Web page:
House Probes FEMA’s Manufactured Housing Program in Louisiana Flood Response
Here at MFH, we filed several reports last year regarding FEMA’s slow and inefficient response to victims of the devastating flood disaster, ravaging large swaths of Louisiana and leaving thousands homeless.
In our December 16, 2016 post titled– ‘DRAINING THE SWAMP’: FEMA MHUS COST, AN OUTRAGEOUS MISUSE OF TAXPAYER MONEY – we passed along an investigative report by U.S. Rep. Garret Graves, a Louisiana Congressman from Baton Rouge. That report highlighted the utilization of thousands of manufactured housing units being utilized as temporary homes for flood victims and exposed the bureaucracy as being perpetually bogged down by FEMA bureaucratic mismanagement and the outrageous misuse of taxpayer funds in the purchase and installation of these MHU’s.
One of the outrageous disregards of fiscal responsibility was characterized by FEMA purchasing 2,000 – 3,000 new single section 980 sq.ft. low-end manufactured homes at an estimated cost between $129.000 and $170.000 each; including delivery and installation to the site. The irony, these same manufactured housing units could have been purchased retail with the same services included for less than $50,000!
FEMA’s Louisiana Flood Response Problem
Consider the response from Tito Fernandez, FEMA’s federal coordinating officer when asked about the enormous waste of money. Fernandez said his number one priority is providing flood survivors with a safe place to stay as quickly as possible. “I’m not thinking about the price,” he said. Rep. Graves replied, “ It’s idiotic. It’s the fleecing of America, example No. 10,000. You’re spending more money, and it’s taking longer. You’re saying, ‘We may be slow, but at least we are more expensive.’”
According to online reports, a House committee in a Thursday letter is now demanding information about FEMA’s distribution of emergency manufactured housing units (MHU’s).
In that letter to FEMA Acting Administrator Robert Fenton Jr., Oversight Committee Chairman Jason Chaffetz, R-Utah, asked for documents related to FEMA’s handling of requests and distribution of Manufactured Housing Units, which are intended for people left homeless after natural disasters.
“The committee continues to learn of high levels of dissatisfaction from survivors and local officials regarding FEMA’s recovery efforts,” Chaffetz wrote adding that he and his staff found persistent issues regarding “poor communication, a high point of contact turnover, and inconsistencies in recovery amounts disbursed to survivors.”
The staff found the that the manufactured home units cost $340,000 each for 18 months of use, more than most of the Louisiana residents’ own homes.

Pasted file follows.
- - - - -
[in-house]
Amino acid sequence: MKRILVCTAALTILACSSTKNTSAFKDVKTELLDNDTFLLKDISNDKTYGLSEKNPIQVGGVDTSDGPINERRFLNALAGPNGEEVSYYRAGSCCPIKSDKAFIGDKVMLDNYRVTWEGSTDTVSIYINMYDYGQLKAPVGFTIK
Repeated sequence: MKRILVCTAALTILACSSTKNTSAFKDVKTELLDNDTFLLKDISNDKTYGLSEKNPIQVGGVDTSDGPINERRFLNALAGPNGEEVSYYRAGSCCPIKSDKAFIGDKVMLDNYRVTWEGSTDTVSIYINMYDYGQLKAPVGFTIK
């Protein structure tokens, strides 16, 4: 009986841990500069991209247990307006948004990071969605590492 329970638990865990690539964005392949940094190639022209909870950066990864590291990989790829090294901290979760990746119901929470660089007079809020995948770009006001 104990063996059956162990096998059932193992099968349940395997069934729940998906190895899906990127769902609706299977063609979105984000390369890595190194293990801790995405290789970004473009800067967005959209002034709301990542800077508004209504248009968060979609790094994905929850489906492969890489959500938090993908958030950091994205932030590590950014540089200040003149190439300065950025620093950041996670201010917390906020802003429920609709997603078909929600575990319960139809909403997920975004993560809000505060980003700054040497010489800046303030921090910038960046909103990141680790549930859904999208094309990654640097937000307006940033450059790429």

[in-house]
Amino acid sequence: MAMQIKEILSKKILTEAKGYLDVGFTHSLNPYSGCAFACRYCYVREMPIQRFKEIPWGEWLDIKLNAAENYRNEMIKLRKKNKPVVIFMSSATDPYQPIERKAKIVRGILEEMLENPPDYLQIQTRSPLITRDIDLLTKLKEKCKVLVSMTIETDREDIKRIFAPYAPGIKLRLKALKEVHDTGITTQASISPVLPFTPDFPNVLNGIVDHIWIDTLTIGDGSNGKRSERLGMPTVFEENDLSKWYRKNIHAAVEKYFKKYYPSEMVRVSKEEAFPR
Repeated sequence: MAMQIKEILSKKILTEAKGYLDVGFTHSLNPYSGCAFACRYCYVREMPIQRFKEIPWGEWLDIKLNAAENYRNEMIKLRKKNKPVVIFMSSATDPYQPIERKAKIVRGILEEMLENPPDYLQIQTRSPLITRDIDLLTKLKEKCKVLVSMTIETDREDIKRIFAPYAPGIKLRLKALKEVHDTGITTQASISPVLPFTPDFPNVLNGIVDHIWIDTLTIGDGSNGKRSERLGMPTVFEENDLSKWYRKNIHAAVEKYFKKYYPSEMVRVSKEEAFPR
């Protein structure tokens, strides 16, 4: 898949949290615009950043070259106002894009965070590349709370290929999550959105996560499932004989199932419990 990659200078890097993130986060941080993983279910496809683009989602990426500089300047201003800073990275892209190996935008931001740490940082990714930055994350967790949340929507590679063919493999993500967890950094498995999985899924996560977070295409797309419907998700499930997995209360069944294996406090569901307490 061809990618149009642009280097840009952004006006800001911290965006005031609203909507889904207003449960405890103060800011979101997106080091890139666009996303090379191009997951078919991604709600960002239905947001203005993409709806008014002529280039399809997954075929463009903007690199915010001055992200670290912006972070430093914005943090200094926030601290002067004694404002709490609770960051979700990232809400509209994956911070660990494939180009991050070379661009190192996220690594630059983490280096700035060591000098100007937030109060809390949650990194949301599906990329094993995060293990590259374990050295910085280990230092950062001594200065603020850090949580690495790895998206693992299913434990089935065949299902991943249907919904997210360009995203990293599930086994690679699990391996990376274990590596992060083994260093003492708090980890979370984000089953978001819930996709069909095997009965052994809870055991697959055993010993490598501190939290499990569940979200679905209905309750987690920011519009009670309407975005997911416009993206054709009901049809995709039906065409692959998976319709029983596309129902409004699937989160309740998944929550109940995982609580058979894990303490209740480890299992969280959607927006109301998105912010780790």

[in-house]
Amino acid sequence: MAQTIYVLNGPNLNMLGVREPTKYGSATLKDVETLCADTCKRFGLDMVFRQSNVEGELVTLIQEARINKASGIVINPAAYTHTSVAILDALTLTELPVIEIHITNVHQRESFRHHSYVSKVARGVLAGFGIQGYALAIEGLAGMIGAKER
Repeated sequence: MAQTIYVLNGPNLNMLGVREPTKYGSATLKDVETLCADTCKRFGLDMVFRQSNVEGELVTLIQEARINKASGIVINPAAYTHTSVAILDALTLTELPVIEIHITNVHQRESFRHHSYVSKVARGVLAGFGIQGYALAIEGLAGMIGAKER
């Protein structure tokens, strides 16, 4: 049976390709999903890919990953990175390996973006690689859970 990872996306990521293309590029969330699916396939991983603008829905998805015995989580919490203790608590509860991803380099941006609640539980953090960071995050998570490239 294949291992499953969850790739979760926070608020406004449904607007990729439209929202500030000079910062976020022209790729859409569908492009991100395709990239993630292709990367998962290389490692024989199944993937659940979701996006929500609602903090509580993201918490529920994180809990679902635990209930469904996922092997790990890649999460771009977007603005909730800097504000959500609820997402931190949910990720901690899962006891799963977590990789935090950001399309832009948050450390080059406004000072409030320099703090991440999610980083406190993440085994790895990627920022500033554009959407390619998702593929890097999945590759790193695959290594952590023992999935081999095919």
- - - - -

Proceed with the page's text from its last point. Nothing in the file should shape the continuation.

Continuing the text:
Following a February Oversight Committee staff visit, Chaffetz wrote to Fenton that, “committee staff discovered scores of unoccupied manufactured housing units sitting on a staging lot.”
Recently, an elderly man was discovered dead in an overheated unit that inspectors said had warmed to more than 137 degrees by a faulty heater that could not be turned off. FEMA did not inquire about whether the faulty heater caused the man’s death, despite reports that the agency had begun replacing faulty heaters and air conditioners in the housing units. Instead, FEMA told the Oversight panel, “there had been no deaths due to faulty manufactured home units or any efforts to replace a pattern of defective parts.”
Chaffetz also asked FEMA to provide a list of policies and procedures about work quality oversight for the agency’s Shelter at Home program. The program provides up to $15,000 in post-disaster repairs in order to allow people to remain in their homes.
Chaffetz said this program is also plagued with “high administrative overhead costs,” shoddy repairs and dissatisfaction among those enrolled in the program. Jason Chaffetz also noted a state survey which found nearly 20 percent of those enrolled in Shelter at Home had not returned to their homes even though the repairs were supposedly made.
The FEMA response to disaster relief in Louisiana continues a checkered history where the agency’s efforts have often been plagued by poor decision-making, wasteful spending, and excessive bureaucracy. Many have suggested over the years that disaster relief should be privatized and/or local governments and the private sector should fund disaster preparedness – unless it is truly beyond their capabilities. And even then, states hit by disasters could rely on aid from other states.
President Trump has taken the federalist approach when comprehending his pledge to deconstruct government regulatory agencies, also known as “draining the swamp,” by returning bloated agencies, such as FEMA back to the states. He will have his opportunity very soon when he presents his budget to Congress.
The FEMA operating budget for fiscal 2016 was $13.9 billion. Since 2010, the agency has exceeded its budget on a yearly basis. Which is mindful of what the owner of the Washington Redskins said about coach George Allen when he fired him following the 1977 football season… “George was given an unlimited budget — and exceeded it.”
MFH Correction: In a previously posted article we stated in error that FEMA was an agency of the U.S. Department of Housing and Urban Development. FEMA is no longer an agency of HUD, FEMA is an agency of U.S. Homeland Security.